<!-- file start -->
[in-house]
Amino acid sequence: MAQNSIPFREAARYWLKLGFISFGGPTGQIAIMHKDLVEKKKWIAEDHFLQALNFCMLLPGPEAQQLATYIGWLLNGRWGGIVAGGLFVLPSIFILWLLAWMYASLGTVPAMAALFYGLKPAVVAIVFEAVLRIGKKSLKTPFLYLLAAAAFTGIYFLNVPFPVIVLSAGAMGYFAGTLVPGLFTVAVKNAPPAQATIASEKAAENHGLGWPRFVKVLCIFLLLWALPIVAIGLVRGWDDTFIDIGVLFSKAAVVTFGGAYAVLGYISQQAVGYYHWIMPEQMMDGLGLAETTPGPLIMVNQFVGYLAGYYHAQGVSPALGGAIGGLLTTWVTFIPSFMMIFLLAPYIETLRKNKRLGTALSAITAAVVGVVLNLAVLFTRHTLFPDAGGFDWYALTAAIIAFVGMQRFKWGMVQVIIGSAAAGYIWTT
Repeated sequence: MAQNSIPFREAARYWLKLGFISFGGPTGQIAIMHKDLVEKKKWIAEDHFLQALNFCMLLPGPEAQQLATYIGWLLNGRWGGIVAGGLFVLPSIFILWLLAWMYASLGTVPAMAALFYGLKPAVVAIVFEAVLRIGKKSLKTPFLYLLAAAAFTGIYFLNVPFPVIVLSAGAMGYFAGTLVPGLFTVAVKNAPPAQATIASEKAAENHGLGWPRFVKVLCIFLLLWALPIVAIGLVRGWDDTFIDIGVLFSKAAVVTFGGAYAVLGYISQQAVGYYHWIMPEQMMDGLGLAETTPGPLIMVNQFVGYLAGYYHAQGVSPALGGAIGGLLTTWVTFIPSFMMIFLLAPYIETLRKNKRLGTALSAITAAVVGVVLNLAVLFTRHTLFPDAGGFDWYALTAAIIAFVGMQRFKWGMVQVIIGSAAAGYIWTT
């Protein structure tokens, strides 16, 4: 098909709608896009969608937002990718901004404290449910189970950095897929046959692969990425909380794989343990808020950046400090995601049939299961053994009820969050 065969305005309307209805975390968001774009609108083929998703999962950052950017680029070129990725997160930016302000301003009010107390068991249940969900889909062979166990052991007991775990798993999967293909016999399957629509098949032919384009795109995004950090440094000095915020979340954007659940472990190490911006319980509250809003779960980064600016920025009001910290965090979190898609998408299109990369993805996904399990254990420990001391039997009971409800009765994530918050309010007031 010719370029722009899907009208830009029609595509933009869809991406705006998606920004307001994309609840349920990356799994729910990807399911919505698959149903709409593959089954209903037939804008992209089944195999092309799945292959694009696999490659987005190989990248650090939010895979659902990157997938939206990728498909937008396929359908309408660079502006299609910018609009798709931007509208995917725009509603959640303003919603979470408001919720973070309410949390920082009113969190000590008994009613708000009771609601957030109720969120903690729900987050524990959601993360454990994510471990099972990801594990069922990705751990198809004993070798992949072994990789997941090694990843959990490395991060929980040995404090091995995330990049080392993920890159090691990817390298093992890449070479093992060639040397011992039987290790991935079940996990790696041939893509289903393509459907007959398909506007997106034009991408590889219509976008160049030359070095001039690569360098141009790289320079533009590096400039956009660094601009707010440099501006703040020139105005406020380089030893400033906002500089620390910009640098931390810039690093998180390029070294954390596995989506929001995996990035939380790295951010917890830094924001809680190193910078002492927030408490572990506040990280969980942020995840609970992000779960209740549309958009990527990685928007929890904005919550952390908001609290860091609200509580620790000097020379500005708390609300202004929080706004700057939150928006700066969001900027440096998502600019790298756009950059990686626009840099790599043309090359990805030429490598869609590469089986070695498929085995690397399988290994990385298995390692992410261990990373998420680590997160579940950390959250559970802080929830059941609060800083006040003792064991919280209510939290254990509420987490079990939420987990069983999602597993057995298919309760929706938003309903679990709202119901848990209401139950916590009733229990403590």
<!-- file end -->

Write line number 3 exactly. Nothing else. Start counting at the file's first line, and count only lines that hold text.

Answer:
Repeated sequence: MAQNSIPFREAARYWLKLGFISFGGPTGQIAIMHKDLVEKKKWIAEDHFLQALNFCMLLPGPEAQQLATYIGWLLNGRWGGIVAGGLFVLPSIFILWLLAWMYASLGTVPAMAALFYGLKPAVVAIVFEAVLRIGKKSLKTPFLYLLAAAAFTGIYFLNVPFPVIVLSAGAMGYFAGTLVPGLFTVAVKNAPPAQATIASEKAAENHGLGWPRFVKVLCIFLLLWALPIVAIGLVRGWDDTFIDIGVLFSKAAVVTFGGAYAVLGYISQQAVGYYHWIMPEQMMDGLGLAETTPGPLIMVNQFVGYLAGYYHAQGVSPALGGAIGGLLTTWVTFIPSFMMIFLLAPYIETLRKNKRLGTALSAITAAVVGVVLNLAVLFTRHTLFPDAGGFDWYALTAAIIAFVGMQRFKWGMVQVIIGSAAAGYIWTT